At the end of the day, it's your show, and you can say and do what you like. I'm an Android guy, but I'm also a developer and tech junkie, so I regularly read iMore just to keep up on events, and I have always defended you as being a fair and unbiased observer on AC. I guess I just felt a little disappointed on this one.

Why oh why have you changed the format of Vector? Rene, the joy of listening to the show was usually listening to your incredibly knowledgeable and insightful take on pretty much any subject being discussed. Your wealth of experience in design, media, and tech was so clear each episode, and it was great. Although the show had started to veer a little towards what felt on occasion a little too much like an advertising opportunity for your guests, some of your interviewees were great - it was through Vector that I discovered the excellent industry analysts Ben Bajarin and Benedict Evans.

Having been away for a couple of weeks, I powered up latest episode of Vector last night, and was greeted with sub-outtake quality, inane off topic drivel. I thought that it must have been a mistake, that the microphones must have been switched on to early and caught some studio banter that wasn't meant to air, but forwarding the show proved that no, this was it!

I hope you don't mind the strength of feeling in this feedback - it's only as the old Vector was such an intelligent and enjoyable show. I wouldn't have believed it possible, but now there's no way I'm going to waste my time on this new format again.

I hope my view is a dissenting one - Rene, you really are a great host and deserve to be listened to be a wide audience.

Thanks for covering I didn't want to pile on. But yeah, the 15 minutes or whatever it was of giggling about Groot, the entire show before the first sponsor break, probably didn't put me in a good footing for the Ferguson stuff.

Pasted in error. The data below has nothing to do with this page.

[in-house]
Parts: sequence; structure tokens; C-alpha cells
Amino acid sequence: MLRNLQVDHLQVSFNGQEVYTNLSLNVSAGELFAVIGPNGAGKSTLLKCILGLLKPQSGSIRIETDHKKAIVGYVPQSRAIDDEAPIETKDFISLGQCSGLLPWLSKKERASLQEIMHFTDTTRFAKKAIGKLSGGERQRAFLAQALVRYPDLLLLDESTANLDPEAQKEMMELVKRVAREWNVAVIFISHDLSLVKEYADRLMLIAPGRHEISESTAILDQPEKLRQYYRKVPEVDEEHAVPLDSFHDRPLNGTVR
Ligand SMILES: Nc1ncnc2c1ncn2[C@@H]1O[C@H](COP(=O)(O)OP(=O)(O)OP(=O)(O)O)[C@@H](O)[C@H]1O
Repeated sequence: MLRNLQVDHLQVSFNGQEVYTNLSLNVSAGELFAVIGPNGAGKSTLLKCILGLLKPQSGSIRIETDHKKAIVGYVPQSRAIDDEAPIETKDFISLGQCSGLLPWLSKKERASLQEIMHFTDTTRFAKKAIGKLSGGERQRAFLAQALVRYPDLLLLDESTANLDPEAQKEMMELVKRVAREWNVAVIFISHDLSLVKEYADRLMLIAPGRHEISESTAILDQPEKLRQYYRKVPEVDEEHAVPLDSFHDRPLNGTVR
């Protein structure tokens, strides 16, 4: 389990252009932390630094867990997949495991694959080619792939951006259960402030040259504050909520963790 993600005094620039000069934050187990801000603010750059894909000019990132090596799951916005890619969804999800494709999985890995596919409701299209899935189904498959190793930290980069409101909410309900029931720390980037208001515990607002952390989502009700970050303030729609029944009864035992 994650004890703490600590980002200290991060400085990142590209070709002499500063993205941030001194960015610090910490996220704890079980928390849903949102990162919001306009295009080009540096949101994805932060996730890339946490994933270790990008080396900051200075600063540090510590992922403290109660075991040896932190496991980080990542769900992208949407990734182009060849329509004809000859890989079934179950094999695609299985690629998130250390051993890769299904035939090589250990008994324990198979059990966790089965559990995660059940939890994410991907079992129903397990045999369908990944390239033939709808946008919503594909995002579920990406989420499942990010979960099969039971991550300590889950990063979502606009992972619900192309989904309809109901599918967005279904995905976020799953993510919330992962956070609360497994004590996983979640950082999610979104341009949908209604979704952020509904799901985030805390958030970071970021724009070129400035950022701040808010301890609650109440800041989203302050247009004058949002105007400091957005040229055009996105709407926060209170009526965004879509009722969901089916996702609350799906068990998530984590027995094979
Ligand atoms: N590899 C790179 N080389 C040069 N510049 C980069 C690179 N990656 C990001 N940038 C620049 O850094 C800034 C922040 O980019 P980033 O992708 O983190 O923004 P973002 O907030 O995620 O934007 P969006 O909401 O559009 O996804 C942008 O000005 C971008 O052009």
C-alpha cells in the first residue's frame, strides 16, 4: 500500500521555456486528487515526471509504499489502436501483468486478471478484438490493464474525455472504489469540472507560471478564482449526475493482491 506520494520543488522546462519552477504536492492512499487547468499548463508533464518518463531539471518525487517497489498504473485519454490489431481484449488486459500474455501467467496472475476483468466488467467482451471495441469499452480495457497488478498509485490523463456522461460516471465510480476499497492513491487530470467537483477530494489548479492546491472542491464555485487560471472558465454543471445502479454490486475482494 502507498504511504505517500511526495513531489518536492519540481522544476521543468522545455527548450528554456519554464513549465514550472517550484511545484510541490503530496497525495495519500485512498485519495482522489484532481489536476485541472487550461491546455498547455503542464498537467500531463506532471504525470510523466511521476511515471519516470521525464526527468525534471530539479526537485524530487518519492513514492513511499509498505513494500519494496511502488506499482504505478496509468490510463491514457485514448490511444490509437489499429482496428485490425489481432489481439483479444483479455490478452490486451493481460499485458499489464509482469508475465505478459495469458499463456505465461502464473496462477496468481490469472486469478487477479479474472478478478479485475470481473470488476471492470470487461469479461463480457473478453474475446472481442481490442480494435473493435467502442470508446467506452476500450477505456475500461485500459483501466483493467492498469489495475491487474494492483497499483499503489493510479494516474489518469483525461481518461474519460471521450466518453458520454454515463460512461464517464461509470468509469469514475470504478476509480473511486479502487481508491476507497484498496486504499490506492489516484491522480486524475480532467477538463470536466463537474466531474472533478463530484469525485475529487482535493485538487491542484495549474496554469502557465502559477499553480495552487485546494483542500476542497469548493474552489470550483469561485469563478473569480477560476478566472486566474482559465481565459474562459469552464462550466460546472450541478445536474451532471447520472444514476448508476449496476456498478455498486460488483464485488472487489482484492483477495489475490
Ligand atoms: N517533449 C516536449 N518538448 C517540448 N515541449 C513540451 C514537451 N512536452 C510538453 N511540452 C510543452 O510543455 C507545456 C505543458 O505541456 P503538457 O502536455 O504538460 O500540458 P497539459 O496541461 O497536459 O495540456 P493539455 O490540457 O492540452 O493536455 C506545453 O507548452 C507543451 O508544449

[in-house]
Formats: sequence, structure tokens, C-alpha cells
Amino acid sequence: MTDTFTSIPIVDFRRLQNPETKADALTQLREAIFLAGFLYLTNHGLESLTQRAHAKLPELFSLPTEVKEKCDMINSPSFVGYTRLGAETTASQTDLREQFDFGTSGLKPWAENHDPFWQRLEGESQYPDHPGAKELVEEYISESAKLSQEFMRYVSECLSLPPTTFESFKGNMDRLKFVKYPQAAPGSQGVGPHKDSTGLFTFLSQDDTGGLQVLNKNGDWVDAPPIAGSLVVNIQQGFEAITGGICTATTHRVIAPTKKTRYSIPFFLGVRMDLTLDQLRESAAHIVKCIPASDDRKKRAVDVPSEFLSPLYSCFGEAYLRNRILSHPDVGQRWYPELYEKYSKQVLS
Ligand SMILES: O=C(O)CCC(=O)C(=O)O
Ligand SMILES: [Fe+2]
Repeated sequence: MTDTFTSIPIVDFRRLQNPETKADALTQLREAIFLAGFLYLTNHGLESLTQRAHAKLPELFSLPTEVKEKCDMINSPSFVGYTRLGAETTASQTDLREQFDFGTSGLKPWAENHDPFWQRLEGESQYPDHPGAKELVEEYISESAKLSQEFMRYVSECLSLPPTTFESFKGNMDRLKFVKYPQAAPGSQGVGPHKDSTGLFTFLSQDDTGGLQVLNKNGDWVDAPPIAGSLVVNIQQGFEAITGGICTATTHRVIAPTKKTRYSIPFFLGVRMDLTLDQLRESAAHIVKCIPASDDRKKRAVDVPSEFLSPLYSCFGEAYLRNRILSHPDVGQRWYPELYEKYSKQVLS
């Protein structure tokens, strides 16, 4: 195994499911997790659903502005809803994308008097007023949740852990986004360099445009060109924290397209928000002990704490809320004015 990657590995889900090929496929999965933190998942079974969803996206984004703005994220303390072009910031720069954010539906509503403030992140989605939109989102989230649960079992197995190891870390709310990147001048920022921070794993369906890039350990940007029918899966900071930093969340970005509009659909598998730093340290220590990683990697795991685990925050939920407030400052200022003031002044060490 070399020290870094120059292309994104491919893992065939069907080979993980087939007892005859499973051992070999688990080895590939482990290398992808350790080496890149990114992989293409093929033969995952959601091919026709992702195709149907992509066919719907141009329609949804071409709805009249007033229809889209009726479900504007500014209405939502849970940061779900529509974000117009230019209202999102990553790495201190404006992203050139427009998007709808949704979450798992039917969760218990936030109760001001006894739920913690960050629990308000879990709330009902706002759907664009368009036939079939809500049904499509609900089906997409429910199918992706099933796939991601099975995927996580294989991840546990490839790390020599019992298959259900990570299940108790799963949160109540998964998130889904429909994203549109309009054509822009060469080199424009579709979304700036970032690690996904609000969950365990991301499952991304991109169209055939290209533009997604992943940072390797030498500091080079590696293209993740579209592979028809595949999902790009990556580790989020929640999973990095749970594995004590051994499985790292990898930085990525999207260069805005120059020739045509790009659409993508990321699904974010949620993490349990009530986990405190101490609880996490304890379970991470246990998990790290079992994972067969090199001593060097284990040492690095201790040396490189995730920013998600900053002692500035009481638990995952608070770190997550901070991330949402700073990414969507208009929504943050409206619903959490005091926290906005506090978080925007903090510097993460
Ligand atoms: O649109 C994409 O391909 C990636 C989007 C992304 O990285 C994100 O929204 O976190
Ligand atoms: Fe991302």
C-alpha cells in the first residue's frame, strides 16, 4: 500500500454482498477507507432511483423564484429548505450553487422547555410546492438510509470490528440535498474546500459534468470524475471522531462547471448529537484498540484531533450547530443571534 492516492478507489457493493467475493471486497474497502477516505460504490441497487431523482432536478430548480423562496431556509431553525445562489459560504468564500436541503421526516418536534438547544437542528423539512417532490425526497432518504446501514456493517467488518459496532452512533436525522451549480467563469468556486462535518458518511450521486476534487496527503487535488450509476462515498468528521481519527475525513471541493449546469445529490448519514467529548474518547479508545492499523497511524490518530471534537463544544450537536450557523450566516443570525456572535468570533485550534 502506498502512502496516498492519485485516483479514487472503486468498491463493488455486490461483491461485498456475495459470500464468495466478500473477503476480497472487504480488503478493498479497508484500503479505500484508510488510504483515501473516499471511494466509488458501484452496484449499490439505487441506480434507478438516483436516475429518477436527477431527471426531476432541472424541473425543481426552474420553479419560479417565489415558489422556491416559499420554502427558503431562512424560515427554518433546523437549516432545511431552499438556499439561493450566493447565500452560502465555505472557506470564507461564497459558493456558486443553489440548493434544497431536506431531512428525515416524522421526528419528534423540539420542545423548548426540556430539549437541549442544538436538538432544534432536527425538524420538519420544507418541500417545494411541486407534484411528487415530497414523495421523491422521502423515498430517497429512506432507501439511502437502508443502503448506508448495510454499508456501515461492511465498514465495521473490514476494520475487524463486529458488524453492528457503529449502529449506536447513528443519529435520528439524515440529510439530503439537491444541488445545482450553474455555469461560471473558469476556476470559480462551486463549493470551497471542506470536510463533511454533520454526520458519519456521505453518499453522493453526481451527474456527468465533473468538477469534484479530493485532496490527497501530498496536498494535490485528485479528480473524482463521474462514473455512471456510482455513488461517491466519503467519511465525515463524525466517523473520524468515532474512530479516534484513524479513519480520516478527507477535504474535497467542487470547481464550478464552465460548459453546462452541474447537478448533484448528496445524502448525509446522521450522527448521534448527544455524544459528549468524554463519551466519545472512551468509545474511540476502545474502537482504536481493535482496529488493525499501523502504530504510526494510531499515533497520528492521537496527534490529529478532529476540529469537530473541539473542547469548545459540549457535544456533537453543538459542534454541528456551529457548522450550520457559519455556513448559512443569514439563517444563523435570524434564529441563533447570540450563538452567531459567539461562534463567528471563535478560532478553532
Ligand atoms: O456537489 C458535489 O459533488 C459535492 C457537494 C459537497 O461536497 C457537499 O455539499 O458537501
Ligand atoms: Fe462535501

I get that. It's a brand new format and it'll probably take us a few weeks to get into the groove. Feedback really helps us do that, so it's much appreciated!

It proved too difficult to keep getting guests every week.

I understand why some people might not like "banter" but it's really, really important to me that we stay human. We get to the topics fairly quickly, and on the last couple of shows I'm really happy with how we covered, for example, the privacy issues, gender diversity issues, native advertising, and other subjects.

These are broader discussions that I wasn't finding elsewhere and really wanted to start having.

Thanks for replying Rene, I really appreciate you taking the time to do so. I can see how getting guests on such a regular basis was tricky, especially given that you were so prolific in producing podcasts. And, to be fair, I didn't give the substance of the most recent pod much of a listen - the beginning part of the show was so jarringly offputting for me.

My recommendation - and hey, what do I know, I'm sure your knowledge of what makes a good podcast is roughly a zillion times greater than mine - would be to take greater charge of the conversation and don't feel the need to defer to others; you are an outstanding tech journalist and podcaster who your audience want to hear from.